Publisher: Hyperion
Genre(s): Young Adult, Paranormal, Mystery, Horror

Total Star Rating: 3.25 Stars

Who hasn’t had the urge to break into an old building that’s probably haunted? Imagine talking this over with your friends:

Let’s go film a movie, make some creepy scenes, put the hot girl right in the main shot to get views, and maybe ignore those footsteps we keep hearing, the shadows that keep moving, or maybe the bloody graffiti that spelled “GET OUT” back there…nothing can go wrong, right?

So I will be honest, I have not read this book in quite some time. In fact, the last time I ever opened the pages was probably 2009-2010, and even then it was purely for nostalgia, because this book holds a special place in my heart. As cheesy as it sounds, it was a key that opened up a time of my life that I look back on rather fondly. You’re really interested and want to hear the story???

I know you don’t, but screw it, here it goes:

It’s 8th grade, and me and my classmates get into groups for a big english project in making a short film. There’s groups of 5-6 students, and one of my partners, Shelby, introduced this book to our group when we were still figuring out what to do. None of us had ever read it, but it inspired us to make our own version of it, which was basically a cheap, god-awful Blair Witch Project knockoff with no plot other than random kids walking a dark hallway and things pop out and scare the crap out of them. I can say though, we got creative and ripped a doll’s head off, hung it by a string and shined a strobe light on with a creepy recording of a girl saying “Baby Debbie come to play, Baby Debbie come to DIE,” the last word going demonically low, which got quite a few laughs from the classmates that watched it.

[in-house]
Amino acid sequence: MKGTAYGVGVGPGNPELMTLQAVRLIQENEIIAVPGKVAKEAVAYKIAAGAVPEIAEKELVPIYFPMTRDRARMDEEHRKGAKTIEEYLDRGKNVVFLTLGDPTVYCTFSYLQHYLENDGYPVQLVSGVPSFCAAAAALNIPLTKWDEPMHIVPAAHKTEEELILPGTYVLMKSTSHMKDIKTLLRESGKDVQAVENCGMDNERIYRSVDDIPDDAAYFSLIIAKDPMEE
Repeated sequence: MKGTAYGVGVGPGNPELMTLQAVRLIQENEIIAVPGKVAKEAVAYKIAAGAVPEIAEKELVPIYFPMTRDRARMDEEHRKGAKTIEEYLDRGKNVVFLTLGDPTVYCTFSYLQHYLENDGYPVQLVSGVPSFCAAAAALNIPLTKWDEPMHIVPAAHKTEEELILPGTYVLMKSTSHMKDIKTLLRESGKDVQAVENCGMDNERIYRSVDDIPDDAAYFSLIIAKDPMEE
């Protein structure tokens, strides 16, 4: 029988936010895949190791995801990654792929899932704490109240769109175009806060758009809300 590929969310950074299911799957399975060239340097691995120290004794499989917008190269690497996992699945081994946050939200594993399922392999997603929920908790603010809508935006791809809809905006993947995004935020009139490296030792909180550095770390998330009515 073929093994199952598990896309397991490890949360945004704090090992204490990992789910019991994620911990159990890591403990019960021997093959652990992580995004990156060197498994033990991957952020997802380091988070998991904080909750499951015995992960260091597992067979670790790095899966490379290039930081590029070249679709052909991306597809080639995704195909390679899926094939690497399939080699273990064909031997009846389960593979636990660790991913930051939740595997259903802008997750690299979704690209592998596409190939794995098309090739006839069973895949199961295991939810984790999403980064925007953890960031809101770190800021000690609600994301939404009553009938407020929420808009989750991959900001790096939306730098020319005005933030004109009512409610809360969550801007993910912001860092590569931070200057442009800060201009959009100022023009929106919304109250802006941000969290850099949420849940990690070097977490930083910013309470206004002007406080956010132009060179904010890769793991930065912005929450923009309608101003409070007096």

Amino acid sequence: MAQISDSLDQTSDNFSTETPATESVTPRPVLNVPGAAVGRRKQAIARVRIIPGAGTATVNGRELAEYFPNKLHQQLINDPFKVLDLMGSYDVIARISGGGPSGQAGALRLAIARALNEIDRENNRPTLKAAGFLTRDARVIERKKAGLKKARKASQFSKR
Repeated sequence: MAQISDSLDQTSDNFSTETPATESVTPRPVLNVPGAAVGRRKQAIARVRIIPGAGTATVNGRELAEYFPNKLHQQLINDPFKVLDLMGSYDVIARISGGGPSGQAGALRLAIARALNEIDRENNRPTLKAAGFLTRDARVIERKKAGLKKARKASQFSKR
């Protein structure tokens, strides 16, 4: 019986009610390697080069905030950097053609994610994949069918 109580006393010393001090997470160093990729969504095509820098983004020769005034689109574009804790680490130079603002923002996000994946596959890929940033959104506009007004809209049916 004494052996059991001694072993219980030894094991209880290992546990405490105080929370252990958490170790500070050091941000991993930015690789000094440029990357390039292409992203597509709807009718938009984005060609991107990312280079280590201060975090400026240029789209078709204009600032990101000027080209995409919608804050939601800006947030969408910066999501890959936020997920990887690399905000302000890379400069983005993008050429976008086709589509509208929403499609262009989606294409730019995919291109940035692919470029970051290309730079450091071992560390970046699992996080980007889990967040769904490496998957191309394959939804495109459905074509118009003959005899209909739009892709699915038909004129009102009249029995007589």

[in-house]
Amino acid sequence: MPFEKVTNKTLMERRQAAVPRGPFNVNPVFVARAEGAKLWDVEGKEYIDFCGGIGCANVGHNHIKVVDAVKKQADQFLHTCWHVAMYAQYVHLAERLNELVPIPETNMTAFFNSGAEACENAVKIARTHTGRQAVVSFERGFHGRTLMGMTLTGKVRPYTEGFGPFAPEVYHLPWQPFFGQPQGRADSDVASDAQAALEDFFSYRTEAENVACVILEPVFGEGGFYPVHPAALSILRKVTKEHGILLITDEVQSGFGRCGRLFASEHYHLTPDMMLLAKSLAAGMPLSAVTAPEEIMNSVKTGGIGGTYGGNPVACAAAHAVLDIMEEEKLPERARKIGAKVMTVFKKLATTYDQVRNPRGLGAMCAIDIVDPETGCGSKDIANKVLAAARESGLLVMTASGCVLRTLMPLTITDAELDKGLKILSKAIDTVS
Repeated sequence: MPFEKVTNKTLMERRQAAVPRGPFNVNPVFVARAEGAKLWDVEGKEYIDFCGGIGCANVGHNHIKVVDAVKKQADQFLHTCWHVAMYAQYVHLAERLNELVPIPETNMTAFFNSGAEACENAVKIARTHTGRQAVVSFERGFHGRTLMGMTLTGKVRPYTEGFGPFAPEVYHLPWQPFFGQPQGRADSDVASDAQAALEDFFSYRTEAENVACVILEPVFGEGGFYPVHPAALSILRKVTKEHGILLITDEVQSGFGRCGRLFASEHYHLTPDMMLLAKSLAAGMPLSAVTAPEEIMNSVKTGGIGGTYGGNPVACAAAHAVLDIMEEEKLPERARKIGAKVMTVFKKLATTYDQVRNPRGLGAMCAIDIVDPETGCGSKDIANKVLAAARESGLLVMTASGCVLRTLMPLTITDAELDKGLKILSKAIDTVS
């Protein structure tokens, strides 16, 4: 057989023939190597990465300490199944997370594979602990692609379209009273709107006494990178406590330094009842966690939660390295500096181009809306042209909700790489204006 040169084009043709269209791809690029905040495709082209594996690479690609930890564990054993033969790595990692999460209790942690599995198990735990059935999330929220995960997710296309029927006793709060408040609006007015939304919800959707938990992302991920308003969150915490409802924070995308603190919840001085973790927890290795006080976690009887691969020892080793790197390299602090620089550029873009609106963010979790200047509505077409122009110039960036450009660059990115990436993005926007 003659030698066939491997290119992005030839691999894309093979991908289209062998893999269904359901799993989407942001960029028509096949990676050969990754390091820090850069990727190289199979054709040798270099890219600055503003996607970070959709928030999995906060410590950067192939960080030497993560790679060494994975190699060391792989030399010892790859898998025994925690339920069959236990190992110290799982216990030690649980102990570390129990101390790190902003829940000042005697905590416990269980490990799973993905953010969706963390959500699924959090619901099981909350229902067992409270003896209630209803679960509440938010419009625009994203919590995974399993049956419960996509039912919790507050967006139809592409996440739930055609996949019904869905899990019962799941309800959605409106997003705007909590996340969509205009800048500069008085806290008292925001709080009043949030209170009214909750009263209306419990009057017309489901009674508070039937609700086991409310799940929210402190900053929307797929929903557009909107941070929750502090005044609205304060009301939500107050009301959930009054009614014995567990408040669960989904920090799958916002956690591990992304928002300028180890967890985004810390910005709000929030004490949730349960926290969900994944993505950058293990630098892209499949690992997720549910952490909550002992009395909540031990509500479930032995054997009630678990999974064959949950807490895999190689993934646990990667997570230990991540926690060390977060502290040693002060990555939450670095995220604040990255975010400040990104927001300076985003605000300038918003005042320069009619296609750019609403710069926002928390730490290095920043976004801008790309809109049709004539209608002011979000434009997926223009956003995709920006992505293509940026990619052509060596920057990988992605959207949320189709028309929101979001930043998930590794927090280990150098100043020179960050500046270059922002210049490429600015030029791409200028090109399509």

The point of this story is what it did, which was surround me with a group of girls: Vy, Jenna, Melodi, Shelby and Rachel; it had us hang out a lot outside of school, and helped make some great memories that made me feel like I’d found a small group of actual friends for the first time in my life. Unfortunately, I lost contact with pretty much all of them thanks to high school and then moving away for college, but It was still one of the best parts of my life! Thanks girls! I doubt you’ll ever read this, but from the bottom of my heart and to quote Fall Out Boy, Thanks for the memories!

I apologize to everyone else; there was just a lot of backstory with this book as it’s got a lot of sentimental value to me, but now onto this actual book itself!

What It’s About:

This story is about Danvers State Hospital, an abandoned insane asylum atop Hathorne Hill just off the edge of Boston. It was rumored that the lobotomy was created there, and hundreds of unmarked graves littered the grounds of those that perished away within the cold, hard walls; their spirits haunting the dark and ominous halls. The building is about to be torn down, and all the memories and restless souls lost forever.

This story is about six teenagers who make one last appearance before the building is demolished, and they all have their own reasons for being there: